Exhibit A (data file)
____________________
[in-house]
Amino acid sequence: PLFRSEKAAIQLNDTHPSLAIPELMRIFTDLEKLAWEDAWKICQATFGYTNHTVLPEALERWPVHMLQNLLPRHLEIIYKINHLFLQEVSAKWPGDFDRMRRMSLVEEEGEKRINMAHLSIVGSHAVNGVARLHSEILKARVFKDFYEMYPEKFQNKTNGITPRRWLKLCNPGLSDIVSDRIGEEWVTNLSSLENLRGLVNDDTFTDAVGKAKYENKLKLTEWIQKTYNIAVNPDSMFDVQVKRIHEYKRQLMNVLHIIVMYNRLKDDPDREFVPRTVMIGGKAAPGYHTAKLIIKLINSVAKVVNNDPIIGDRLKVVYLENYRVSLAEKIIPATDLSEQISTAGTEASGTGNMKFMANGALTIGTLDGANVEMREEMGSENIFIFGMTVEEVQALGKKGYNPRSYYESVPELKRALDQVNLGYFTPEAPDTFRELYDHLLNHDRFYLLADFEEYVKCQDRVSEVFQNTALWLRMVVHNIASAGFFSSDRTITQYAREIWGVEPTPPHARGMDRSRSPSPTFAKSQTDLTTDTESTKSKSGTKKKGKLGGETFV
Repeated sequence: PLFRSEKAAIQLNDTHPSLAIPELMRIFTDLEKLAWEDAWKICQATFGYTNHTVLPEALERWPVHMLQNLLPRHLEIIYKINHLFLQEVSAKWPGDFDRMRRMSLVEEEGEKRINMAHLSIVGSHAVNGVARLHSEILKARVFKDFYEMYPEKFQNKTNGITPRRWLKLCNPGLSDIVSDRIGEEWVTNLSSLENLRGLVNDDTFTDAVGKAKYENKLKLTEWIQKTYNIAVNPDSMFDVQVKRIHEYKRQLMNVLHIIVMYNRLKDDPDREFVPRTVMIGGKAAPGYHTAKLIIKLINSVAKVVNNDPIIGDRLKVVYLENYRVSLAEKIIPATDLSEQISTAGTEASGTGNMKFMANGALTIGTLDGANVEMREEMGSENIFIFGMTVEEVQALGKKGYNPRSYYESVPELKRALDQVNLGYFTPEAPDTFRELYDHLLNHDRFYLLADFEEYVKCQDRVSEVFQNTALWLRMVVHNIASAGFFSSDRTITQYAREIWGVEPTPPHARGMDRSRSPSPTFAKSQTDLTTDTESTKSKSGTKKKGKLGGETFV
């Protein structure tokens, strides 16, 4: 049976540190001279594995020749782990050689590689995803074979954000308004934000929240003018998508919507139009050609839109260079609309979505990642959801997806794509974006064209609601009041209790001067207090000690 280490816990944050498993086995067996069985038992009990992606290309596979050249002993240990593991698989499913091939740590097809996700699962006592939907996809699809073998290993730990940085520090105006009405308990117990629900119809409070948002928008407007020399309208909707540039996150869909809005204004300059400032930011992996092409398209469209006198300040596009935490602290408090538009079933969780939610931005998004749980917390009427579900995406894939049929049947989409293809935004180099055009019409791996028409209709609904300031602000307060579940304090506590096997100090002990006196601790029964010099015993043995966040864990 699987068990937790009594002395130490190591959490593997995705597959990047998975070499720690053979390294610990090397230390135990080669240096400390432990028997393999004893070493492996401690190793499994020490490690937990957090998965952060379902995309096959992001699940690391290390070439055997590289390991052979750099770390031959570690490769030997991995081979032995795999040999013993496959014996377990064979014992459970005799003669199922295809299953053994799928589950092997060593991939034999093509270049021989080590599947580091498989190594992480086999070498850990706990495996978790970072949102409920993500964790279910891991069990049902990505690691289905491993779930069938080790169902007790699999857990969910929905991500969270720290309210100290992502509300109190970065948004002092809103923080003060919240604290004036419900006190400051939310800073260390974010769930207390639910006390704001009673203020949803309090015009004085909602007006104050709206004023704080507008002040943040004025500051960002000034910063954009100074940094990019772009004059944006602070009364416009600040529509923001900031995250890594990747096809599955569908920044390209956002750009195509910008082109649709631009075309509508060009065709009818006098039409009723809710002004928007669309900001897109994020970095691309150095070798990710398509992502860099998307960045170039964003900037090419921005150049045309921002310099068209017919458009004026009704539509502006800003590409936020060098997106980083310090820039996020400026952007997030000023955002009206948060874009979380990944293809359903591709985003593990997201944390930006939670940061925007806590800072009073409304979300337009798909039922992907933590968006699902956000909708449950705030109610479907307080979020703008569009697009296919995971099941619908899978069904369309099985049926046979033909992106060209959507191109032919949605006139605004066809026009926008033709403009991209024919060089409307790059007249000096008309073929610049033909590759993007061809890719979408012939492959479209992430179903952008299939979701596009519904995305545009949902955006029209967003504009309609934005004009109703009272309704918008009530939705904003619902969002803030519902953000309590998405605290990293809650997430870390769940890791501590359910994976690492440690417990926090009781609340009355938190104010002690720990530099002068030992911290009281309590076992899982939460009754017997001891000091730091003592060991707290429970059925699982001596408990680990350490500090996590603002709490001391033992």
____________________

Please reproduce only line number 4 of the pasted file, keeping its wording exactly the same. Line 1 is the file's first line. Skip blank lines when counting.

């Protein structure tokens, strides 16, 4: 049976540190001279594995020749782990050689590689995803074979954000308004934000929240003018998508919507139009050609839109260079609309979505990642959801997806794509974006064209609601009041209790001067207090000690 280490816990944050498993086995067996069985038992009990992606290309596979050249002993240990593991698989499913091939740590097809996700699962006592939907996809699809073998290993730990940085520090105006009405308990117990629900119809409070948002928008407007020399309208909707540039996150869909809005204004300059400032930011992996092409398209469209006198300040596009935490602290408090538009079933969780939610931005998004749980917390009427579900995406894939049929049947989409293809935004180099055009019409791996028409209709609904300031602000307060579940304090506590096997100090002990006196601790029964010099015993043995966040864990 699987068990937790009594002395130490190591959490593997995705597959990047998975070499720690053979390294610990090397230390135990080669240096400390432990028997393999004893070493492996401690190793499994020490490690937990957090998965952060379902995309096959992001699940690391290390070439055997590289390991052979750099770390031959570690490769030997991995081979032995795999040999013993496959014996377990064979014992459970005799003669199922295809299953053994799928589950092997060593991939034999093509270049021989080590599947580091498989190594992480086999070498850990706990495996978790970072949102409920993500964790279910891991069990049902990505690691289905491993779930069938080790169902007790699999857990969910929905991500969270720290309210100290992502509300109190970065948004002092809103923080003060919240604290004036419900006190400051939310800073260390974010769930207390639910006390704001009673203020949803309090015009004085909602007006104050709206004023704080507008002040943040004025500051960002000034910063954009100074940094990019772009004059944006602070009364416009600040529509923001900031995250890594990747096809599955569908920044390209956002750009195509910008082109649709631009075309509508060009065709009818006098039409009723809710002004928007669309900001897109994020970095691309150095070798990710398509992502860099998307960045170039964003900037090419921005150049045309921002310099068209017919458009004026009704539509502006800003590409936020060098997106980083310090820039996020400026952007997030000023955002009206948060874009979380990944293809359903591709985003593990997201944390930006939670940061925007806590800072009073409304979300337009798909039922992907933590968006699902956000909708449950705030109610479907307080979020703008569009697009296919995971099941619908899978069904369309099985049926046979033909992106060209959507191109032919949605006139605004066809026009926008033709403009991209024919060089409307790059007249000096008309073929610049033909590759993007061809890719979408012939492959479209992430179903952008299939979701596009519904995305545009949902955006029209967003504009309609934005004009109703009272309704918008009530939705904003619902969002803030519902953000309590998405605290990293809650997430870390769940890791501590359910994976690492440690417990926090009781609340009355938190104010002690720990530099002068030992911290009281309590076992899982939460009754017997001891000091730091003592060991707290429970059925699982001596408990680990350490500090996590603002709490001391033992």